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Re-Evaluating “Transitional Neonatal Hypoglycemia”: Mechanism and Implications …

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Stanley CA, Rozance PJ, Thornton PS, De Leon DD, Harris D, Haymond MW, Hussain K, Levitsky LL, Murad MH, Simmons RA, Sperling MA, Weinstein DA, White NH, Wolfsdorf JI. Re-evaluating “transitional neonatal hypoglycemia”: mechanism and implications for management. J Pediatr. 2015 Jun;166(6):1520-5.e1. doi: 10.1016/j.jpeds.2015.02.045. Epub 2015 Mar 25. Review. PubMed PMID: 25819173; PubMed Central PMCID: PMC4659381.

A Committee of the Pediatric Endocrine Society was recently formed to develop guidelines for evaluation and management of hypoglycemia in neonates, infants, and children. To aid in formulating recommendations for neonates, in this review, we analyzed available data on the brief period of hypoglycemia, which commonly is observed in normal newborns during the transition from fetal to extrauterine life, hereafter referred to as transitional neonatal hypoglycemia in normal newborns. The goal was to better understand the mechanism underlying this phenomenon in order to formulate recommendations for recognizing neonates requiring diagnosis and treatment during the first days of life for disorders causing severe and persistent hypoglycemia.

It has long been known that plasma glucose concentrations are lower in the first 1-3 days of life in normal newborn infants than at later ages. Not until the 1960s was it appreciated that hypoglycemia in neonates could sometimes be symptomatic and, as in older infants and children, cause seizures or permanent brain damage.1, 2 Although studies in laboratory animals have demonstrated postnatal developmental changes in specific enzymes involved in hepatic gluconeogenesis and ketogenesis,3, 4 it is unclear that such changes adequately explain transitional neonatal hypoglycemia in human newborns or if other mechanisms may be involved.5, 6 A National Institutes of Health conference outlined many of the “gaps in knowledge” about neonatal hypoglycemia and lamented the lack of a rational basis for defining hypoglycemia in neonates.7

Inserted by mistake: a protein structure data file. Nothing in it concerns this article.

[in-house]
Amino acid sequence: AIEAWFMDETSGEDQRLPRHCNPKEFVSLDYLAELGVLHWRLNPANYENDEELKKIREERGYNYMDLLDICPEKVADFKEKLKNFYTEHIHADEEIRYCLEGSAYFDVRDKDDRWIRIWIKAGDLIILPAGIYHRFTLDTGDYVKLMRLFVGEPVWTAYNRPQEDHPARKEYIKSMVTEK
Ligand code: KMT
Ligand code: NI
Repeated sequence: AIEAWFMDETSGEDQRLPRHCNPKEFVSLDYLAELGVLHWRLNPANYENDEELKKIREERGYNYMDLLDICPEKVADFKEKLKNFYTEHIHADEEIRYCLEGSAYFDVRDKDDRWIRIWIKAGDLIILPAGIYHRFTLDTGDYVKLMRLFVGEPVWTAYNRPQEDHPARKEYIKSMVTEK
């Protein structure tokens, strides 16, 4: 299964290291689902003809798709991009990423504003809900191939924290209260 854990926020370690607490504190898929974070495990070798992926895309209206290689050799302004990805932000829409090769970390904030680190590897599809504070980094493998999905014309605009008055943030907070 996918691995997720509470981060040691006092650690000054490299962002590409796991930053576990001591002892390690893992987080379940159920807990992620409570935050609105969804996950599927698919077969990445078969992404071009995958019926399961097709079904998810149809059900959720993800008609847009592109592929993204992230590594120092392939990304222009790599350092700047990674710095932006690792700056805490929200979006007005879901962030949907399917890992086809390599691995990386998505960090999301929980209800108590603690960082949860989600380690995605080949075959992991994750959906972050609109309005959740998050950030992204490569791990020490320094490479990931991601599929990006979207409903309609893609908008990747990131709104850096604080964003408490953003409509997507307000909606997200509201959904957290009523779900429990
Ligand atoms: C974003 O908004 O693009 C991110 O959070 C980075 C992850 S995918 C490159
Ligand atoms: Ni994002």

For this re-evaluation of transitional neonatal hypoglycemia in normal newborns, we used the strategy routinely employed by pediatric endocrinologists for evaluation of hypoglycemia in older infants and children. This strategy, based on an examination of the major metabolic fuel and hormone responses to hypoglycemia, makes it possible to discover the mechanism of hypoglycemia and to make a specific diagnosis of the underlying cause (Figure; available at www.jpeds.com).8 We reviewed published data in normal newborns on metabolic fuel and hormone responses during the period of transitional neonatal hypoglycemia. We focused on mean responses as being most likely representative of normal newborns, recognizing the possibility of heterogeneity, particularly with regard to peripartum stresses and feeding practices. We found that transitional neonatal hypoglycemia most closely resembles known genetic forms of congenital hyperinsulinism, which cause a lowering of the plasma glucose threshold for suppression of insulin secretion. This conclusion is based on strong evidence supported by 2 or more independent reports and provides a novel perspective on both the diagnosis and management of hypoglycemia in the first several days after birth.

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